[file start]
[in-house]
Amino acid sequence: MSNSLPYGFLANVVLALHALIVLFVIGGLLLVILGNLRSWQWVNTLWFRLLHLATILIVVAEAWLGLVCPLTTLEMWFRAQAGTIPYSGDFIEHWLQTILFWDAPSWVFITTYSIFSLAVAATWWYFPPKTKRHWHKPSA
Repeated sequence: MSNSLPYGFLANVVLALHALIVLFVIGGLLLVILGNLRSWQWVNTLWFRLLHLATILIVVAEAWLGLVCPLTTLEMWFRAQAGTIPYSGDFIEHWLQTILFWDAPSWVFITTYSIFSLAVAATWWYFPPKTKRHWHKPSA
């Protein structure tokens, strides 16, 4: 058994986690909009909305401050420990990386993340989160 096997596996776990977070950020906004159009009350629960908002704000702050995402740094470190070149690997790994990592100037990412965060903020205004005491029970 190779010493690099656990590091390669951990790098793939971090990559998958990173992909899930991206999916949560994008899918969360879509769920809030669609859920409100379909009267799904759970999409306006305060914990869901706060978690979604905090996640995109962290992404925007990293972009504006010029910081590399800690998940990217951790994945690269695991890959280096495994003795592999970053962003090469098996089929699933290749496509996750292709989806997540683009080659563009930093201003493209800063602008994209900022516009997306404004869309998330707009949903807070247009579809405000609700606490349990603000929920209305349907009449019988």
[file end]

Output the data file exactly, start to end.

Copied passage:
[in-house]
Amino acid sequence: MSNSLPYGFLANVVLALHALIVLFVIGGLLLVILGNLRSWQWVNTLWFRLLHLATILIVVAEAWLGLVCPLTTLEMWFRAQAGTIPYSGDFIEHWLQTILFWDAPSWVFITTYSIFSLAVAATWWYFPPKTKRHWHKPSA
Repeated sequence: MSNSLPYGFLANVVLALHALIVLFVIGGLLLVILGNLRSWQWVNTLWFRLLHLATILIVVAEAWLGLVCPLTTLEMWFRAQAGTIPYSGDFIEHWLQTILFWDAPSWVFITTYSIFSLAVAATWWYFPPKTKRHWHKPSA
């Protein structure tokens, strides 16, 4: 058994986690909009909305401050420990990386993340989160 096997596996776990977070950020906004159009009350629960908002704000702050995402740094470190070149690997790994990592100037990412965060903020205004005491029970 190779010493690099656990590091390669951990790098793939971090990559998958990173992909899930991206999916949560994008899918969360879509769920809030669609859920409100379909009267799904759970999409306006305060914990869901706060978690979604905090996640995109962290992404925007990293972009504006010029910081590399800690998940990217951790994945690269695991890959280096495994003795592999970053962003090469098996089929699933290749496509996750292709989806997540683009080659563009930093201003493209800063602008994209900022516009997306404004869309998330707009949903807070247009579809405000609700606490349990603000929920209305349907009449019988």